In the inscriptions relative to the campaigns of Pepi I, Africans are represented as immediately adjoining the Lower Egyptian frontier. This was the Old Race of predynastic Egypt–the prime Cushite type. This was also the aboriginal race of Abyssinia [outskirt of Lower Egypt].

Lower Kemet was symbolized by the Great Sphinx HER EM AKHET and the marvelous face of Cheops. Take any book of Egyptian history containing authentic cuts and examine the faces of the first pharaohs, they are distinctively Ethiopian. The “Agu” of the monuments represented this aboriginal race. They were the ancestors of the Nubians. and were the ruling race of Upper and Lower Egypt. Petrie in 1892 exhibited before the British Association, some skulls of the Third and Fourth Dynasties, showing distinct African characteristics. They were dolichocephalic or long skulled. The findings of archaeology more and more reveal that even Lower Egypt was Cushite in her beginning and that Ethiopians were not a branch of the Japheth race.

Egyptians said that they and their religion had come from the land of Punt. Punt is generally accepted today to have been Somalia/Somaliland. On the pictured plates at Deir-el-Baheri, the huts of the people of Punt were like the Toquls of the modern Sudanese, being built on piles approached by ladders. The wife of the king of Punt appears with a form like the Bongo women with exaggerated organs of maternity. This was a distinctive Ethiopian form. The king had the Cushite profile.

Punt is mentioned in the inscriptions as a land of wonders. We find marvelous ruins that substantiate these reports. The inscription in the rocky valley of Hammat tells how 2000 B. C. a force gathered in the Thebaid to go on an expedition to Punt to bring back the products that made the costly incense of the ancients. The Stage Temple at Thebes showed in gorgeous pictures another expedition in 1600 B. C. We now know that Somalia/Somaliland yielded the frankincense of ancient commerce, which was used in the ceremonials of all ancient kingdoms. Punt was called the “Holy Land” by the Lower Egyptians.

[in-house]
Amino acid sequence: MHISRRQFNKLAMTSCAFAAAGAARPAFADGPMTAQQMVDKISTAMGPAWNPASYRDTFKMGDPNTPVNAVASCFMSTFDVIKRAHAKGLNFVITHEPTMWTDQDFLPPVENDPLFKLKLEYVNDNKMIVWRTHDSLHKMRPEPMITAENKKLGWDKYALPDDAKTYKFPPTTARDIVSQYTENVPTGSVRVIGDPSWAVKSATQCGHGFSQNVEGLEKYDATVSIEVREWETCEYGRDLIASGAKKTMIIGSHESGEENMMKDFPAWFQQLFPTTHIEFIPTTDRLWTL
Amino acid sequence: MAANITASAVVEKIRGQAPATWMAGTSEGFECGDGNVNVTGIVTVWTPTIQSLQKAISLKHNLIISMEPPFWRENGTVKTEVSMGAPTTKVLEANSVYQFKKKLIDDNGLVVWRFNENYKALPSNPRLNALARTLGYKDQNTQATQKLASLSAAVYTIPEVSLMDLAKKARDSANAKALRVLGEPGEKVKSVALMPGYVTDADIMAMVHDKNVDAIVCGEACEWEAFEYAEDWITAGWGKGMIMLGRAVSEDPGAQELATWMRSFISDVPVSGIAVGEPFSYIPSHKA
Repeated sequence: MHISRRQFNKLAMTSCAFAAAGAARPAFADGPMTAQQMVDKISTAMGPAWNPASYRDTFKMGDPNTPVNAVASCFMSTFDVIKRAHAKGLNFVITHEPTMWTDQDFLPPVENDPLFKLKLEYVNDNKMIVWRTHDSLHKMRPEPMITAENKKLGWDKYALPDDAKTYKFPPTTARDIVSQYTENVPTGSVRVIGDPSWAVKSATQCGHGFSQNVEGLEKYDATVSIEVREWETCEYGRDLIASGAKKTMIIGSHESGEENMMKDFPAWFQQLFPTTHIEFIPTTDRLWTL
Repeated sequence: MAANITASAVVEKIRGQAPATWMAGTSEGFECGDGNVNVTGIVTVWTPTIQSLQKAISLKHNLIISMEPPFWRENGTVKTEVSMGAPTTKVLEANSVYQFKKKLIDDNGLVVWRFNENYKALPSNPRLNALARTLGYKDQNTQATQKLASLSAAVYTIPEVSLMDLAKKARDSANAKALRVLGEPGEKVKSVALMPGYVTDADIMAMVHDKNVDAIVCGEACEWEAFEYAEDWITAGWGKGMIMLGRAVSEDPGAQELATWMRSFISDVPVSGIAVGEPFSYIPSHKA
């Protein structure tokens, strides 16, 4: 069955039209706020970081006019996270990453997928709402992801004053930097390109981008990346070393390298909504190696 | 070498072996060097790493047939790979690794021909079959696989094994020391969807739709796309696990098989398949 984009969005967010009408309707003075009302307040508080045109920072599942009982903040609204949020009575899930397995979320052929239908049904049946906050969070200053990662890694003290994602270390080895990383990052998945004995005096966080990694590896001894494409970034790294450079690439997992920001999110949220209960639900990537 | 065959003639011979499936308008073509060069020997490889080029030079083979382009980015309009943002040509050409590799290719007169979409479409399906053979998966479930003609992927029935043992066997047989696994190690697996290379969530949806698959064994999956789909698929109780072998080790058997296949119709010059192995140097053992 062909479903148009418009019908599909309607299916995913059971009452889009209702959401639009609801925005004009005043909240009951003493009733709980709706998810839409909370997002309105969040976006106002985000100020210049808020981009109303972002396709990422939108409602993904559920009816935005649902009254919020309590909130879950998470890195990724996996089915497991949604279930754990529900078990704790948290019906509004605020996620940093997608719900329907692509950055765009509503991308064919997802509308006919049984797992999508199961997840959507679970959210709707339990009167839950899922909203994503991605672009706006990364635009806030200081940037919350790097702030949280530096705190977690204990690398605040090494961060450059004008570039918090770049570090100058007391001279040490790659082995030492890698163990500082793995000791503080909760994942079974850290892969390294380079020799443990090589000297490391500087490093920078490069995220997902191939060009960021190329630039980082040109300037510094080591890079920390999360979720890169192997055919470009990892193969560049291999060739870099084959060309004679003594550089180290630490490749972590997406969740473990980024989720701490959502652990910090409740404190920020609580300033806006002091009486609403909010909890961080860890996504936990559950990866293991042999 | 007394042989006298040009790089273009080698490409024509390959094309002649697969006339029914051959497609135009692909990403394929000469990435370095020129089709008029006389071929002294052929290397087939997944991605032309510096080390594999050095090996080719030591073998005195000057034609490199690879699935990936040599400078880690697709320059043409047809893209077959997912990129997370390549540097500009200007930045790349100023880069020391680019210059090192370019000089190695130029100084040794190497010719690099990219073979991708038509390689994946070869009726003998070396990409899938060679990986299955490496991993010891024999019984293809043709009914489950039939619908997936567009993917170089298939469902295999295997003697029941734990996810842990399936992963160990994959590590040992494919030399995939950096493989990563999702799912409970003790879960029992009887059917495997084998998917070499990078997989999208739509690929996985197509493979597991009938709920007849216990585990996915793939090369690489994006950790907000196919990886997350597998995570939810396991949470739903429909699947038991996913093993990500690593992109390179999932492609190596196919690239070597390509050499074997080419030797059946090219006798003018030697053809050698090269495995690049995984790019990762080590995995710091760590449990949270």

In Upper Egypt today, the most effective battalions are those commanded by black Nubians. In ancient ages the Lower Egyptians followed the lead of the Ethiopian to battle and it is instinctive in them to do so today. Cushites were the backbone of the armies in the earliest ages. The Lower Egyptian had no warlike qualities. It was the Cushite element of the Old Empire that extended itself in foreign colonization around the world. Across Lower Egypt and southwestern Asia, even to the central highlands, inscriptions and massive images in stone stand as voiceless witnesses that they were the commanders of the Egyptian armies and that the Ethiopian masses accompanied the soldiers as trusted allies. In the early ages they were not a subject race but that their power as a great empire was at its zenith.

The Egyptian of today much changed from the ancient whom Herodotus called black. He is despised by the prouder Nubian, who saves his earnings to buy a home and piece of ground in his native Ethiopia. Reclus tells us that the dislike between Lower Egyptians and Nubians is carried to such a great extent that the Nubians will not marry an Egyptian woman and that he refuses his daughter in marriage to the Lower Egyptian and Arab. In books careless of ethnography, we find the Nubian classed with Semitic stock. Nubian women were seldom seen in Lower Egypt. They are the most faithful to the manners and customs of the Old Race. The Egyptian of today makes little showings of the spirit for great deeds. He squanders his earnings upon trinkets and seems content in the same hovel in which the masses of Lower Egyptians primitively lived.

Prichard recognizes two branches of the Nubians, the Nubians of the Nile and those of the Red Sea. In the age of Herodotus, the countries known as Nubia and Senaar [now Arabia] were occupied by two different races, one of which he includes under the name Ethiopian; the other was a pastorial race of Semitic decent which led a migratory life. This distinction continues to the present day. The Red Sea nomadic tribes are extremely savage and inhospitable.

Lower Nubia travel guide - Upper Egypt, Egypt tips and ...The Nile Nubas or Barabra are the original Ethiopians. They are the Ethiopians mentioned in chronicles as possessing war chariots. Their allies were the Libyans. Semite Arabs at that age of the world had no possession of iron vehicles. Heeren says “that the ancestors of these Ethiopians had long lived in cities and had erected magnificent temples and edifices, that they possessed law and government, and that the fame of their progress in knowledge and the social arts had spread in the earliest ages to a considerable part of the world.”

Source: http://www.sacred-texts.com/afr/we/index.htm

[Note. Abyssinia in map above is Nubia. So far no other online-map shows the Ethiop Kingdoms on both sides of the Red Sea. This map is close enough. NBP]

[Bibble Note. Noah=Noach to ‘survive’ a flood with ‘his’ two two-sided sons: Shem=Chem=Cham (Ham)=Kam=Caan [Khan], and Japheth (Japha) =Jafet=Jabul=Abul [Bull]. War as Canaan (4th son and thus other side of Jafet) is made to serve both Cain (Shem=Cham) and Abel (Jafet). NBP]